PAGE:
PLEASE READ BEFORE POSTING

Hello Forumites! In order to help keep the Forum a useful, safe and friendly place for our users, discussions around non-MoneySaving matters are not permitted per the Forum rules. While we understand that mentioning house prices may sometimes be relevant to a user's specific MoneySaving situation, we ask that you please avoid veering into broad, general debates about the market, the economy and politics, as these can unfortunately lead to abusive or hateful behaviour. Threads that are found to have derailed into wider discussions may be removed. Users who repeatedly disregard this may have their Forum account banned. Please also avoid posting personally identifiable information, including links to your own online property listing which may reveal your address. Thank you for your understanding.

Legal rights for living on family members land?

Good morning,

New here and first post so apologies if this is not the correct place.

i am looking for advice or similar experiences.

I have a family member (I will call him Will) that lives in a converted property on his parents land. When his parents brought the land they offered Will An old barn to convert and live in on the land. The initial ask was that Will bridged the gap in the mortgage (around 80k) and then paid to convert the property and live in it. This was then agreed that he wouldn’t pay this bridge but he paid the entire conversion bill by selling his previous property. He has lived there around 7/8 years now. I think his parents might pay some of the bills such as council tax and water as this is done for the entire property/land and he pays all his other utilities. 

My question is, does Will have any legal rights to his home? As mentioned above he sold his previous home to fund the conversion and therefore has no assets or home to sell if he needed to move for any reason.

Say there was a family breakdown, and his parents wanted him out or his parents decide to move, where does this leave him? 

I’m not sure if there’s any legal or written down agreement in place, but it is unlikely.

does he have any rights or protection? Or would he be left with nothing. I appreciate any responses, Thank you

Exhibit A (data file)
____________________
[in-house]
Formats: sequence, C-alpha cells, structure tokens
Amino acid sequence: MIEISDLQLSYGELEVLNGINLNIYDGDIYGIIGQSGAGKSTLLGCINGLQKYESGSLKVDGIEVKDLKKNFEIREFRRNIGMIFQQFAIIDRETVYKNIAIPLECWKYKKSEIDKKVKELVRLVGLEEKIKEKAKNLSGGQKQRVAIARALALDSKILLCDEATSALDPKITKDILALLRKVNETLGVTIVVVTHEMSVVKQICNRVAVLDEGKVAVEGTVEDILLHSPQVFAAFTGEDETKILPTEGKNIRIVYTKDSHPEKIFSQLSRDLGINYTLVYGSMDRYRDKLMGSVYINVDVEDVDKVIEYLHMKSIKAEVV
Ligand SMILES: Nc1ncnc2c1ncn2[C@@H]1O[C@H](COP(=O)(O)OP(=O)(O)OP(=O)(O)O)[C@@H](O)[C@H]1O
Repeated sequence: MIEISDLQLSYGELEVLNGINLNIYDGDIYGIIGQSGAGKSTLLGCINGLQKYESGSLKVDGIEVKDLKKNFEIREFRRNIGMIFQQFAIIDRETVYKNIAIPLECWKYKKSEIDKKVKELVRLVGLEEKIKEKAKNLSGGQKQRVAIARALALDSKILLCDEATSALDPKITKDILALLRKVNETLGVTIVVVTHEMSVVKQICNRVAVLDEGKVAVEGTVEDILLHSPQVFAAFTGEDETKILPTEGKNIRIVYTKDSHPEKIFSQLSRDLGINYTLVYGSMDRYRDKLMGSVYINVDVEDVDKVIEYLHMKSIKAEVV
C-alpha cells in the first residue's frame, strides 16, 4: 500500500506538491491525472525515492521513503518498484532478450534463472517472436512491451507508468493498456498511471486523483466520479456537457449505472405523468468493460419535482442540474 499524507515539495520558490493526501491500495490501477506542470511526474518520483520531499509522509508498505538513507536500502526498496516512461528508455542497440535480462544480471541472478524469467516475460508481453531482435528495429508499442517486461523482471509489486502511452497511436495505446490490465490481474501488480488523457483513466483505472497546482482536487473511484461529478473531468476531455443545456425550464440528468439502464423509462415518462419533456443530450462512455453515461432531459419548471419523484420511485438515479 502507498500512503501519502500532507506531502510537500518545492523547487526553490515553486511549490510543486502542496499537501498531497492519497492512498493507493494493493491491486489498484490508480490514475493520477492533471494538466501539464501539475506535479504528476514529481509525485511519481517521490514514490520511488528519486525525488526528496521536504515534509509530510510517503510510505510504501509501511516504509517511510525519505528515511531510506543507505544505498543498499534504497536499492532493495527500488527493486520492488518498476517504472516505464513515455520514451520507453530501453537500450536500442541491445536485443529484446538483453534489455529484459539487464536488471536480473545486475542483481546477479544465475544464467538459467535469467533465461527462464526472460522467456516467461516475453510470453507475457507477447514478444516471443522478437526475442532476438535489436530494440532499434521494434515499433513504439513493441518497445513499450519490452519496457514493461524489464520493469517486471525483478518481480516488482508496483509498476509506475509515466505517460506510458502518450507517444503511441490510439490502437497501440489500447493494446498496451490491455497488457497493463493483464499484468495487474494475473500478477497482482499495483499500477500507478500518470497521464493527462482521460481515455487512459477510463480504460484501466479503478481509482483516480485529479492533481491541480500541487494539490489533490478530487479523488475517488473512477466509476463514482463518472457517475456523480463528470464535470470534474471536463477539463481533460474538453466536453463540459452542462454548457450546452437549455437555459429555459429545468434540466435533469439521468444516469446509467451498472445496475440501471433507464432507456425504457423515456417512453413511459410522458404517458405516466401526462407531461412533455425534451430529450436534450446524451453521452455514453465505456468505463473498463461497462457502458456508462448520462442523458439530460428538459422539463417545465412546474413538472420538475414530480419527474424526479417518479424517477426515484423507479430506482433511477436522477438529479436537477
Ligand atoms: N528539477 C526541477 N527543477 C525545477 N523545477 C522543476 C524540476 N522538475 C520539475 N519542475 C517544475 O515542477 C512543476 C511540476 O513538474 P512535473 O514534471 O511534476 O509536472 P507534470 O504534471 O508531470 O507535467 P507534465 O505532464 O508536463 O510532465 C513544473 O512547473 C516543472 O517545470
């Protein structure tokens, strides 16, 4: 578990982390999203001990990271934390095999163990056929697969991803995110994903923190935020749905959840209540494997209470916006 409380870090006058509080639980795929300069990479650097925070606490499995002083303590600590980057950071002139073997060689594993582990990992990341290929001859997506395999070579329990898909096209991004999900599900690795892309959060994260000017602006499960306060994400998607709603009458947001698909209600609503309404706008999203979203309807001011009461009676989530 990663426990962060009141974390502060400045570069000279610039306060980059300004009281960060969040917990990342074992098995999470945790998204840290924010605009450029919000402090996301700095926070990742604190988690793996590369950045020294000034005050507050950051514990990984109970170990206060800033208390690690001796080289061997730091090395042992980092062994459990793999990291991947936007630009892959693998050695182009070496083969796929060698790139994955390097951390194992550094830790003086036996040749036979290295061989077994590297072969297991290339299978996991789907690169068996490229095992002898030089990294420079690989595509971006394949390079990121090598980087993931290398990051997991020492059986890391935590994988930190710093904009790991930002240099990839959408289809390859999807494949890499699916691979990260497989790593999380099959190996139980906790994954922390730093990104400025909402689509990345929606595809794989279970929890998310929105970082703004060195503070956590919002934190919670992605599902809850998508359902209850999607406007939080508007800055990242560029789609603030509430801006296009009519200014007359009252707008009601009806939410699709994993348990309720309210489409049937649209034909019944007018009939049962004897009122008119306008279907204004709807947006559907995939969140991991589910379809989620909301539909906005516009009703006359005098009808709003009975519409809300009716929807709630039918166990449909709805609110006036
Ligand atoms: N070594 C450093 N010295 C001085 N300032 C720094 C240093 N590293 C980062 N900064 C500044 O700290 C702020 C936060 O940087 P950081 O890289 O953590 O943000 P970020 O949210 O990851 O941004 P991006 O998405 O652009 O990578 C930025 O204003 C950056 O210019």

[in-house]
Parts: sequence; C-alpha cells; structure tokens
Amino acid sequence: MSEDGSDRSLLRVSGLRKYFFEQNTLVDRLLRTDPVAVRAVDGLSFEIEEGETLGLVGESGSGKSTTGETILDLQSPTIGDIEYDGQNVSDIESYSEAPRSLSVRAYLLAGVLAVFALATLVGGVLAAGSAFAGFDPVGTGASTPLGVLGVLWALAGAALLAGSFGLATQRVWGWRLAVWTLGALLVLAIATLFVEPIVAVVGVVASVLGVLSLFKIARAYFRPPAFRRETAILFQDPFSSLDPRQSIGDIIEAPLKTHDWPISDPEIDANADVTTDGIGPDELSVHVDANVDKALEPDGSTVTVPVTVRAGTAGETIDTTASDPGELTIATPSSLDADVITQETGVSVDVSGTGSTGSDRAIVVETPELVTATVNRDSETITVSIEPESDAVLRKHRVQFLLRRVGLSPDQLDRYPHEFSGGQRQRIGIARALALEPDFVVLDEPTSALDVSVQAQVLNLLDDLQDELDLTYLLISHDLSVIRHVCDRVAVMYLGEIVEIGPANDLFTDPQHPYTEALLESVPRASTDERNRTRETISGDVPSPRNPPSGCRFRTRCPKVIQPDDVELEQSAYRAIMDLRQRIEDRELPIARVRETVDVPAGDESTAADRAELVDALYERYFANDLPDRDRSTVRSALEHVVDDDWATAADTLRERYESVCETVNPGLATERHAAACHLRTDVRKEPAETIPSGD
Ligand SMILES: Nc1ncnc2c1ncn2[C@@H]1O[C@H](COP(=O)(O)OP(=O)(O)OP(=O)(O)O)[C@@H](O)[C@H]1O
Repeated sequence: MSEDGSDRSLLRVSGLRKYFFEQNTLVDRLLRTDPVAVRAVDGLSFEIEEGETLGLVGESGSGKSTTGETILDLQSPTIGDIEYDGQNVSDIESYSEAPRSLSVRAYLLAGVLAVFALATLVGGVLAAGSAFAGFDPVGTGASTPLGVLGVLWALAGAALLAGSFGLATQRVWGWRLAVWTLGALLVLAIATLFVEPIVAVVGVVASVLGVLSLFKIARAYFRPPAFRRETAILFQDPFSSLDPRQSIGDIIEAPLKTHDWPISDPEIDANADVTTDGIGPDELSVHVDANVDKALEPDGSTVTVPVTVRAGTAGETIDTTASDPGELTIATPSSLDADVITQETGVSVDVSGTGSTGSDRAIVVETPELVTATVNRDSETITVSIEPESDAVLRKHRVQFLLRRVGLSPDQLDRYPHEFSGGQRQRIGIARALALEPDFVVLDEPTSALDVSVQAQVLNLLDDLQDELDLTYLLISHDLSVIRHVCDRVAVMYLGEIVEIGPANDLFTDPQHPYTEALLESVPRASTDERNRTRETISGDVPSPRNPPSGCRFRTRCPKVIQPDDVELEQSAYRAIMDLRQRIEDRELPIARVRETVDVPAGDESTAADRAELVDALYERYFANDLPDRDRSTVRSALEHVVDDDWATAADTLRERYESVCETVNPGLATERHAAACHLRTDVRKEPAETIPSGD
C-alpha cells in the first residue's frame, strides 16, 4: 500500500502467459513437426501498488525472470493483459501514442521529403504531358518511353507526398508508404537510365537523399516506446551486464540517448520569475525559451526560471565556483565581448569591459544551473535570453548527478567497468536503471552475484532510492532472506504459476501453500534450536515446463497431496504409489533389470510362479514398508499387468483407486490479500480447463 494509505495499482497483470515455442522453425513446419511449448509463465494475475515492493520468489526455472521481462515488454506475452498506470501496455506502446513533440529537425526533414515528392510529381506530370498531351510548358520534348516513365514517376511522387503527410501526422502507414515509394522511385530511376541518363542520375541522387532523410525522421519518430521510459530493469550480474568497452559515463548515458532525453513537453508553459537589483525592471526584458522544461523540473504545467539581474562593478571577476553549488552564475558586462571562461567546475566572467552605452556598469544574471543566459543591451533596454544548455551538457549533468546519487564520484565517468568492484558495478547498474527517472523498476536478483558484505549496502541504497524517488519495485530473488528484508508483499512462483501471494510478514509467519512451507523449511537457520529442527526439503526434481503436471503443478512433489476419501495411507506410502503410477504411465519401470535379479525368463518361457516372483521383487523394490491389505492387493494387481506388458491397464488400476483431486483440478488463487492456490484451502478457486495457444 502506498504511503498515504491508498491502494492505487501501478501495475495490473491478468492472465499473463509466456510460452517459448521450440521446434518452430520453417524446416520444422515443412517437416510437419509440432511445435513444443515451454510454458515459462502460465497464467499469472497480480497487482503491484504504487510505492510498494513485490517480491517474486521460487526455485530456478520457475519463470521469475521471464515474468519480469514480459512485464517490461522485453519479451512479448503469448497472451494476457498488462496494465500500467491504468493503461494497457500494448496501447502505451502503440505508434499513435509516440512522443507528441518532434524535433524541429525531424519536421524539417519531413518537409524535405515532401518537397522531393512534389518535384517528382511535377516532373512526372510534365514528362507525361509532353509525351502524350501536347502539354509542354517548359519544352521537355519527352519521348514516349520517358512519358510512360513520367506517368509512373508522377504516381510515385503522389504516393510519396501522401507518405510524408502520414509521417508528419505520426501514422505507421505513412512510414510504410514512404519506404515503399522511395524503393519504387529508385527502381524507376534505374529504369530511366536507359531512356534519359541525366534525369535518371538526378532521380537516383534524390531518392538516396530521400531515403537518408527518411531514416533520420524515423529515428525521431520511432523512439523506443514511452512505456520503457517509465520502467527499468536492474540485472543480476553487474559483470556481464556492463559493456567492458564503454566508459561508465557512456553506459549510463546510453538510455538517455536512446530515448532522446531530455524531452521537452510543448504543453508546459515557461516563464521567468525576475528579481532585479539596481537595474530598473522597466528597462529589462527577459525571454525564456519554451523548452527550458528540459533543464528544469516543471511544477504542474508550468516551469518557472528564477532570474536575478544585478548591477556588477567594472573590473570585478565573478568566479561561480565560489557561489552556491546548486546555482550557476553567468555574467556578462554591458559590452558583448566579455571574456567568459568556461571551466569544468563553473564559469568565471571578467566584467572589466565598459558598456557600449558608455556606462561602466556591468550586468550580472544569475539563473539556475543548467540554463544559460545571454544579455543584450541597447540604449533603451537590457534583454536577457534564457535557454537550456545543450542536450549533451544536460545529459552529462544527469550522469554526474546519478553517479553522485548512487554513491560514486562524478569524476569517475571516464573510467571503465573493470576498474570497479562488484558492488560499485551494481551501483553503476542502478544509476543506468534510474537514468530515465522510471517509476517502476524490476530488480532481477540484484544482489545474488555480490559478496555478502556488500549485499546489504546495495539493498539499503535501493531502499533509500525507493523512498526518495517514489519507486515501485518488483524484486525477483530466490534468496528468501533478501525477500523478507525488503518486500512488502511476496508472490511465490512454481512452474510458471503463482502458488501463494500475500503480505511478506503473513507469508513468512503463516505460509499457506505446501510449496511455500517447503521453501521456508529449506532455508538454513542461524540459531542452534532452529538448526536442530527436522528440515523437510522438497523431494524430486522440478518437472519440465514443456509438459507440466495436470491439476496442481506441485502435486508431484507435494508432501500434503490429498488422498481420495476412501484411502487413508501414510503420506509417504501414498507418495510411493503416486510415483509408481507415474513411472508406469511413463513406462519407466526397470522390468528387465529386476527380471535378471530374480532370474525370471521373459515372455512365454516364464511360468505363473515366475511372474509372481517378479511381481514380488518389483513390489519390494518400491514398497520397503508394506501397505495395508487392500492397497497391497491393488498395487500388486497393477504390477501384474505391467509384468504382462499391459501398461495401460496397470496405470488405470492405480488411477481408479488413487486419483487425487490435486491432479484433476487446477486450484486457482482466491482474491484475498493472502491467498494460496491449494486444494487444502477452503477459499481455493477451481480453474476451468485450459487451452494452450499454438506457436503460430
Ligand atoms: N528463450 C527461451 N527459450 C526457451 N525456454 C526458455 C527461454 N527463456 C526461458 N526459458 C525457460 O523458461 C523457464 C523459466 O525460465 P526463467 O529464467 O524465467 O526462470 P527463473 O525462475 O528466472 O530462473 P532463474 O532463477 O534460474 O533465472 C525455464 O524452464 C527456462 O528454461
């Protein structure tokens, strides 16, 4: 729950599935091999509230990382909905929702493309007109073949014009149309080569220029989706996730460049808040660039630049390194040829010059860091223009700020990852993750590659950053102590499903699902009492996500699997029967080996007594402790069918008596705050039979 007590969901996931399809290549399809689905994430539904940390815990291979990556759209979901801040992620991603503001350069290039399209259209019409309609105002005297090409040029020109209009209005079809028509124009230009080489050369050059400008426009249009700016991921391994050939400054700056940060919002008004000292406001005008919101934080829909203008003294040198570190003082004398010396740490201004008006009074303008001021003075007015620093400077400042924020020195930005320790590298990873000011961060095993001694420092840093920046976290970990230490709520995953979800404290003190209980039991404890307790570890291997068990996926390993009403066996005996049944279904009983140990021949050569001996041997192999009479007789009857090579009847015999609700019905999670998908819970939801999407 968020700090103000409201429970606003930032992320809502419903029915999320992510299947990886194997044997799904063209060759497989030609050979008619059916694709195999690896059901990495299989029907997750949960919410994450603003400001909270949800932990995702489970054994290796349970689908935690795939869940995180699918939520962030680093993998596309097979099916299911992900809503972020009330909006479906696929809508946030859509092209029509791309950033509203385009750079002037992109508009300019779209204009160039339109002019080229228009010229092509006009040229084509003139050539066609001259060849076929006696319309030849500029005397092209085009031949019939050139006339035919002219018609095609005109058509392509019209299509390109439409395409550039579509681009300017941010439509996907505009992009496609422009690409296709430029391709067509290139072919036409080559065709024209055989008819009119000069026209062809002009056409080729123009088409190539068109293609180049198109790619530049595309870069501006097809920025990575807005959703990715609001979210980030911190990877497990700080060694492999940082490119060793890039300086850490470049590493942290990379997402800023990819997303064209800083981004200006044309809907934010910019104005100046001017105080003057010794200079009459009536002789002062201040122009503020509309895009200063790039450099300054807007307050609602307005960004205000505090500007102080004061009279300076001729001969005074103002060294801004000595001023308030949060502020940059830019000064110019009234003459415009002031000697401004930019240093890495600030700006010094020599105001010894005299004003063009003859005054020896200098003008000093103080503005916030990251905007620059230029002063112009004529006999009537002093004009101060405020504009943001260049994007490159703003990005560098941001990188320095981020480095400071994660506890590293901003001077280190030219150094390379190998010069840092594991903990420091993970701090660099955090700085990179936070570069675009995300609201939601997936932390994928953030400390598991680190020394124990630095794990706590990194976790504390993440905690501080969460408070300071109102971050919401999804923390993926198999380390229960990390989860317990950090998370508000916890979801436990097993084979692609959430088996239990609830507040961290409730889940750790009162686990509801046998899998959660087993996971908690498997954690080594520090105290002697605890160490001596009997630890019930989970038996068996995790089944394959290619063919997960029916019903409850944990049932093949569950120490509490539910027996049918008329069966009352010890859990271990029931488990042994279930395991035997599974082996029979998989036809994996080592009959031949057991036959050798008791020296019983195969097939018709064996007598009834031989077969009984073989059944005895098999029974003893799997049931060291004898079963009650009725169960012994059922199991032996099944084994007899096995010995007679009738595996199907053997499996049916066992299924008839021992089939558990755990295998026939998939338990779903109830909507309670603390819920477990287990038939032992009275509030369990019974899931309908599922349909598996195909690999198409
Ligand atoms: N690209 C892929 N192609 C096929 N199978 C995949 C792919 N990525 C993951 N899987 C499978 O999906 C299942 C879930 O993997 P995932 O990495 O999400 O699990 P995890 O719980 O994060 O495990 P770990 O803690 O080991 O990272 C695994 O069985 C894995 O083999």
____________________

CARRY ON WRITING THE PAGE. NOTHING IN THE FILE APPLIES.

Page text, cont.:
Comments

  • silvercar
    silvercar Posts: 46,757
    Academoney Grad Name Dropper Photogenic First Anniversary
    Ambassador
    He should aim to regularise the situation. Is the converted property on its own title with land registry? Or is it just part of the land of the main house? You/ he can search Land Registry website by map if he is unsure.

    Either he should be named on the title deeds to the converted barn or if have a lease or tenancy to it from his parents as freeholders. 
    I'm a Forum Ambassador on The Coronavirus Boards as well as the housing, mortgages and student money saving boards. I volunteer to help get your forum questions answered and keep the forum running smoothly. Forum Ambassadors are not moderators and don't read every post. If you spot an illegal or inappropriate post then please report it to [email protected] (it's not part of my role to deal with this). Any views are mine and not the official line of MoneySavingExpert.com.
  • we have done something similar, my MIL gave my OH a barn  on her land  and I paid for the conversion which is nearly finished now. He has now been taken out of her will as he has 3 other siblings 

    Before we put a spade in the ground and before even attempting planning permission we  did a transfer of part out of MIL into our names , clear boundaries are set with LR 

    We have complete separate utilities and council tax and now on LR website so whatever happens our property is ours.

    I think this should happen now to protect your relative or as @silvercar states above 
  • Arguably (probably) there is a tenancy. He has paid 'rent' in the form of the money he has ploughed into the building. His parents are his lanlords and should comply with the many tenancy laws and regulations (inluding tax on that 'rent'.

    If the properties are each self contained, they should have separete council tax - this could be back-dated if/when the council become aware.

    Alternatively, his contribution to the 'property' (meaning here the entire land and buildings within the boundary registered on the Land Registry Plan) means he has a stake or Beneficial Interest' in the entire 'property (not just his building).

    Unless of couse some formal agreement was originaally made and ideally drawn up in a Deed and registered with the LR.

    The other possibility is that two Titles exist and he owns one, but this does not sound like it applies.
Meet your Ambassadors

Categories

  • All Categories
  • 341.8K Banking & Borrowing
  • 249.7K Reduce Debt & Boost Income
  • 449.2K Spending & Discounts
  • 233.9K Work, Benefits & Business
  • 606.1K Mortgages, Homes & Bills
  • 172.5K Life & Family
  • 246.8K Travel & Transport
  • 1.5M Hobbies & Leisure
  • 15.8K Discuss & Feedback
  • 15.1K Coronavirus Support Boards